As part of the current democratic process for choice of the next leader of NSW Labor, the Labor Environment Action Network put a series of questions to the two candidates. We thank Chris Minns and Jodi McKay for their prompt and constructive engagement in the interests of informing LEAN members and Labor members more broadly on their perspectives on climate and environment issues.
It is not LEAN’s role, of course, to recommend one candidate over another. We set out our questions and the two candidates responses below. Members will see that while they may prefer the detail of the response of one candidate or another, the candidates have many points in common.
The most obvious distinctions (which should not be assumed to be points of disagreement between the candidates since candidates have not to date been presented by us with an opportunity to respond to each other’s responses) appear to be
- Chris Minns proposing a Labor ban on fossil fuel company donations to Labor, and legislating in Government to ban fossil fuel company donations to any political party
- Jodi McKay proposing a forum (now rather than waiting until a return to government) including all relevant interests within the Party (including unions, scientists and environmentalists) so that an incoming Labor Government can act quickly to protect koala populations
We look forward to working with whichever candidate becomes Leader and with both candidates among all shadow ministers.
- How do you see NSW Labor winning broader community support for these and other policies for strong action on climate change and environment protection? Do you have any issues with any of these policies?
- Do you support Labor's commitment to protect the Koala National Park on the state's mid north coast, in order to protect core koala habitat when we know koalas are at risk of extinction in the north of the state? Will you deliver it in a first term of a Labor government?
- Do you oppose the Narrabri CSG project and the impacts it will have on the Great Artesian Basin?
- Do you support the creation of a publicly owned Renewable Energy Corporation as a key pathway to deliver renewable energy in the public interest while maximising the quality of jobs associated with the energy transition? Do you believe we should allow the Renewable Energy Corporation to borrow in order to build energy assets that deliver dividends to support schools and hospitals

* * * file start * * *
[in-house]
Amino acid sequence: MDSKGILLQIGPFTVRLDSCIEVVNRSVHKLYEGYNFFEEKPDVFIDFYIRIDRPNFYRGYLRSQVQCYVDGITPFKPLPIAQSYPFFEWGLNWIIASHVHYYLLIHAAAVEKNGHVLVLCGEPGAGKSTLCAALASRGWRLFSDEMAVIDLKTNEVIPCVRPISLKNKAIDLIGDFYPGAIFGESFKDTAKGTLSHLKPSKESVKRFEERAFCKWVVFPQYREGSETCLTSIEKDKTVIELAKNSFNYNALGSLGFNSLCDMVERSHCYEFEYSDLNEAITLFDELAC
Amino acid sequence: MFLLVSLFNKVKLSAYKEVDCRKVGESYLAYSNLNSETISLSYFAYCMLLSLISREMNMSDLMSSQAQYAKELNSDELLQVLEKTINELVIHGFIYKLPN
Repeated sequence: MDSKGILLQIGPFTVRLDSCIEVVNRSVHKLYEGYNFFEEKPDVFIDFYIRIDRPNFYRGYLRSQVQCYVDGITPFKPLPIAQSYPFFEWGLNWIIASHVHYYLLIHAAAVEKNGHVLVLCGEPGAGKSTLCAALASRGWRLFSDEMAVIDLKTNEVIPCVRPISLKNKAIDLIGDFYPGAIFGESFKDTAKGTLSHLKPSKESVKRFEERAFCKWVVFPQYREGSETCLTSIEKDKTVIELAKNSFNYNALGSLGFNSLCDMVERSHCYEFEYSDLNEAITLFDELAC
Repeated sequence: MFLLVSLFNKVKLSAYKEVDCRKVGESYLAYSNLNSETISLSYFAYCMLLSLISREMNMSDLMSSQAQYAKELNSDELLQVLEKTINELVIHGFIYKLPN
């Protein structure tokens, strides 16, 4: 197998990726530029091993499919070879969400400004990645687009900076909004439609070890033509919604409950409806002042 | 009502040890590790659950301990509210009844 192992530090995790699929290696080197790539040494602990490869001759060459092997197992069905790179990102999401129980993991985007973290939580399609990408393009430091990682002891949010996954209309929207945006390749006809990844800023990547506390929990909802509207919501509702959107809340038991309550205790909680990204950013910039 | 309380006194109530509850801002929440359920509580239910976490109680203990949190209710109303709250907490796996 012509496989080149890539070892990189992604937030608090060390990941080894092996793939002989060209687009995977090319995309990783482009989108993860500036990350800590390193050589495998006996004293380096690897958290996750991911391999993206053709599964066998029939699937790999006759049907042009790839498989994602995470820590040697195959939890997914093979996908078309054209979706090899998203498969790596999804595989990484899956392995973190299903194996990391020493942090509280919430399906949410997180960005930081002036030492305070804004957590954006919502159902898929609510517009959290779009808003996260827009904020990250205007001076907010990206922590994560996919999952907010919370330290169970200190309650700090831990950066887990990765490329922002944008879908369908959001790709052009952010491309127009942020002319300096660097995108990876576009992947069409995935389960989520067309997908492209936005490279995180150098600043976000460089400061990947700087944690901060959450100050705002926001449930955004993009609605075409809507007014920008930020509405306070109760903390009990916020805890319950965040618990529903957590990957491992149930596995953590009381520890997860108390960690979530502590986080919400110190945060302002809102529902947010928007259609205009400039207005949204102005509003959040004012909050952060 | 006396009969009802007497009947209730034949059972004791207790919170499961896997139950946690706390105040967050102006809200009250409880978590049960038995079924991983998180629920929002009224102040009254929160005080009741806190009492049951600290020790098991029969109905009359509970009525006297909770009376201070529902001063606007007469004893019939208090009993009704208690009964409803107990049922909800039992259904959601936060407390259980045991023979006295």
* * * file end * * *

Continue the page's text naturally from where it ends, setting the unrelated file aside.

- How do you see NSW Labor better empowering and engaging members on environment and other policy areas?
Thanks for taking the time to get in touch with me regarding the upcoming NSW Labor Leadership election.
One of the reasons I am enthusiastic about this process is that it gives potential leadership candidates an opportunity to engage with the broad labour movement in a really open and comprehensive way.
I very much value the work of Labor Action Committees like LEAN and the advocacy you have done on environmental policy within NSW and Australian Labor.
I have made addressing climate change one of the central components of my campaign for the NSW Labor leadership because I think it is one of the central challenges we face as a party and as a nation. I have outlined a series of policies to address this challenge:
- Building a publicly-owned renewable energy company that creates jobs in clean energy, supporting workers, families and communities across NSW. We will hold rent seeking energy companies to account and provide good jobs in a coherent pipeline of real projects in communities that need them, not just where maximum profit dictates.
- Setting strong targets for renewable energy and making NSW the Premier state on emissions reduction and smart, sustainable power generation. NSW is the only state or territory without a renewable target and we can’t afford to lag behind.
- Prohibiting NSW Labor from receiving donations from the fossil fuel industry, and legislating in Government to prohibit any political party from receiving such donations. We need to clean up politics and the environment in this state.
I do think winning broad community support for bold environmental policies is important. I accept that there is little point having strong policies if you’re not in Government to implement them. I think the best way to do this is partner with local communities to demonstrate the massive opportunities that can flow from such transformations. Cities like Newcastle are a good example of places where Labor Governments directly involved themselves in ensuring communities thrived after big industry – in that case steel – closed up shop. It’s not enough to give vague commitments of potential jobs in significantly different sectors to people who are fearful for their families and communities, you have to be specific and direct in terms of the support that will be available.
That doesn’t mean pretending change isn’t happening, it does mean consistently showing up and being honest about how that change will happen. I have direct experience of these difficult conversations from my role as Shadow Water Minister. I was able to engage very directly with local communities along the Darling River and in the Menindee Lakes to show how present arrangements were not sustainable. We were able to build a community consensus around these issues and convince communities to turn their backs on the National Party after generations of support.
On some of your other specific questions, I do not support coal seam gas developments where ground resources could be harmed without full assurance that the most appropriate regulatory and environmental framework is in place to mitigate all risks to our farmers, land and food and water supplies. I will be guided by science in these matters, because it is easy to get lost in complicated political assessments that just make these things harder than they need to be. I have made a commitment that under my leadership NSW Labor will refuse fossil fuel donations, and in government make fossil fuel companies prohibited donor because we need to end the old days of Labor, clean up politics and deliver a clean environment. Clearly there can be no coal seam gas development in NSW without the implementation of all of the recommendations of the Chief Scientists’ Review. I understand the Narrabri project specifically is being assessed by the Independent Planning Commission, which is a key part of ensuring the recommendations mentioned above are met.